A federal court in New York has issued a summons to Indian Prime Minister Narendra Modi, who is set to arrive in the United States tomorrow for a series of high-profile meetings, including a White House dinner. The lawsuit alleges that Mr. Modi committed a series of human rights abuses in connection with the 2002 religious riots in the state of Gujarat, where he was Chief Minister at the time. The New York Times has more on the case, which is unlikely to affect Mr. Modi’s visit, but could complicate diplomatic issues.
The New York Times reports that the Ebola epidemic is only worsening in Sierra Leone, prompting government officials there to extend quarantines, which now cover over a quarter of the country and approximately 1.5 million people. Ominously, infection rates have been increasing in the densely-populated capital, Freetown. So far, according to the WHO, there have been 2,917 deaths from Ebola amid 6,242 reported cases.
The Wall Street Journal reports that European Commission President Jose Manuel Barroso has raised the possibility of reworking Ukraine’s newly ratified trade pact with the EU in response to Russian pressure. While Ukrainian President Poroshenko has declared the worst of the war in Ukraine is over, this recent statement may “intensify Russian pressure on” Ukraine as it seeks to integrate itself economically with the trade bloc. According to Reuters, Ukraine has set 2020 as a deadline for entering the EU.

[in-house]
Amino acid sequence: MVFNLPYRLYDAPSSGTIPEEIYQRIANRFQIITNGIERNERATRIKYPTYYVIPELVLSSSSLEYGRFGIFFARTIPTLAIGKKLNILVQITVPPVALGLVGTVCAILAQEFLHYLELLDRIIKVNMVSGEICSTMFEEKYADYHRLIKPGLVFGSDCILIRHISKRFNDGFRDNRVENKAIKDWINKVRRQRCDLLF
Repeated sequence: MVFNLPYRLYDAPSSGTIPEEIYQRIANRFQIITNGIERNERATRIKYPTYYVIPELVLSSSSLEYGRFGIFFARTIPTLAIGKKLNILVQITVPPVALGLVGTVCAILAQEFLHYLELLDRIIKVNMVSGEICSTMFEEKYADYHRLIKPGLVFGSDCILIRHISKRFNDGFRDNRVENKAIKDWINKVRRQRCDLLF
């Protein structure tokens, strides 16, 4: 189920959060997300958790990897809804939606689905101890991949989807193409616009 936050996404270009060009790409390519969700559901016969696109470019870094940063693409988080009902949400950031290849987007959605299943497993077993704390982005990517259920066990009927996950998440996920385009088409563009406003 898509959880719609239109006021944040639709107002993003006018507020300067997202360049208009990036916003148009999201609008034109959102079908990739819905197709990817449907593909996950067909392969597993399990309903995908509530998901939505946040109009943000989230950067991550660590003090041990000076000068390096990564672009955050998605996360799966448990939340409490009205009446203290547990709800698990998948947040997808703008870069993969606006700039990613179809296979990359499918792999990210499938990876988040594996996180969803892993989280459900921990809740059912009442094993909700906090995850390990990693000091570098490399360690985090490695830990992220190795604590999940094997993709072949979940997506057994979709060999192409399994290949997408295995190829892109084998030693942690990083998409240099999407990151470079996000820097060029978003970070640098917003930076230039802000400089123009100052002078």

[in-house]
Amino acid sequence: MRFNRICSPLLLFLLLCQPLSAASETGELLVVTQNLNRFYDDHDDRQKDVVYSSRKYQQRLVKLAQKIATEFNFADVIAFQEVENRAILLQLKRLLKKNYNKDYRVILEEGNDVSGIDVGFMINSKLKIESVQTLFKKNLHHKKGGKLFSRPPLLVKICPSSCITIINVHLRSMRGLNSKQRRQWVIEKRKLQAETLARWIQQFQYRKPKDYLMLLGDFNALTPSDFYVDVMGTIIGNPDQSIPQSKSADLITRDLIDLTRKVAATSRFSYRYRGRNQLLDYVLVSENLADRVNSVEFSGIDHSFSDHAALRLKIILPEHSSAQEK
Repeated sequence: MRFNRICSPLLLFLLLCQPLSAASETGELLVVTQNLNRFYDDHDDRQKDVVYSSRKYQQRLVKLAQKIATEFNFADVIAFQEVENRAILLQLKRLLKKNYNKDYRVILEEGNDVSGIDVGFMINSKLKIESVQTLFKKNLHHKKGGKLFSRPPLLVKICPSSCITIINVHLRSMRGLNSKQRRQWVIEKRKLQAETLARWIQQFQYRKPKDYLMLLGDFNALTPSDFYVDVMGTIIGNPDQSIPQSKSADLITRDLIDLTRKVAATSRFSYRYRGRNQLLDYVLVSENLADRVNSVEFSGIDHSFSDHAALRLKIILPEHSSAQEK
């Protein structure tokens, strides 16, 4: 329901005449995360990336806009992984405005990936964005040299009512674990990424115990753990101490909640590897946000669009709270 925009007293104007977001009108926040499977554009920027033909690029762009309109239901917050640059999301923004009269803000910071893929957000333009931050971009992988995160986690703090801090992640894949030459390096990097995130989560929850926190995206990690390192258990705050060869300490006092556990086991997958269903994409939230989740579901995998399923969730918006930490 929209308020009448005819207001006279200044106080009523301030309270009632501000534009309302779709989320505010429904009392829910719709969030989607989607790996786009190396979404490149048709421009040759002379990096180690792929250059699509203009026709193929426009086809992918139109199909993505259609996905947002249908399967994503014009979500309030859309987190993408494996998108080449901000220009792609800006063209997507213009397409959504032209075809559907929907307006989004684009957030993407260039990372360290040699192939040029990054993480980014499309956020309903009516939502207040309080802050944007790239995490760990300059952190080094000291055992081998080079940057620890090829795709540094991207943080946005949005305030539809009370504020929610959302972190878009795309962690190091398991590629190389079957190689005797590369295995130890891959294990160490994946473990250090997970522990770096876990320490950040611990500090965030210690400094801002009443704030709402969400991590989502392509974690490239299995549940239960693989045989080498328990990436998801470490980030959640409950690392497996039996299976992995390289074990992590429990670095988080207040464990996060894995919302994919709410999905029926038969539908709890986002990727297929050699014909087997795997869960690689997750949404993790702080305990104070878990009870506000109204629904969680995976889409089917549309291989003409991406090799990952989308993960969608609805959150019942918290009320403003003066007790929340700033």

Chinese state media now report that more than 40 have been killed in a terrorism-related crackdown in the country’s restive Xinjiang province. After a series of deadly blasts by separatists on Sunday killed six people and injured over 50 others, a “police operation” killed 40 “rioters,” “either by police gunfire or suicide blasts.” The Wall Street Journal has more.
In Hong Kong, Reuters reports that hundreds of children are joining the pro-democracy protests there. Secondary school students organized a one-day “class boycott,” and over 13,000 of them attended a rally to demand greater democracy for the specially administered territory. The campaign is stretching into its second week.
Indonesia’s parliament passed legislation early on Friday that abolished the direct election of local leaders, including provincial governors, district chiefs, and mayors. According to the Guardian, these moves reverse a “key post-dictatorship reform” in the world’s third-largest democracy that “have been credited with producing a handful of promising new leaders unconnected to the old elite,” including Indonesia’s President-elect, Joko Widodo. According to opinion polls, over 80% of Indonesia’s population is opposed to the legislation, which was passed by a coalition of parties “led by Prabowo Subianto,” who lost the recent July presidential election to Jokowi.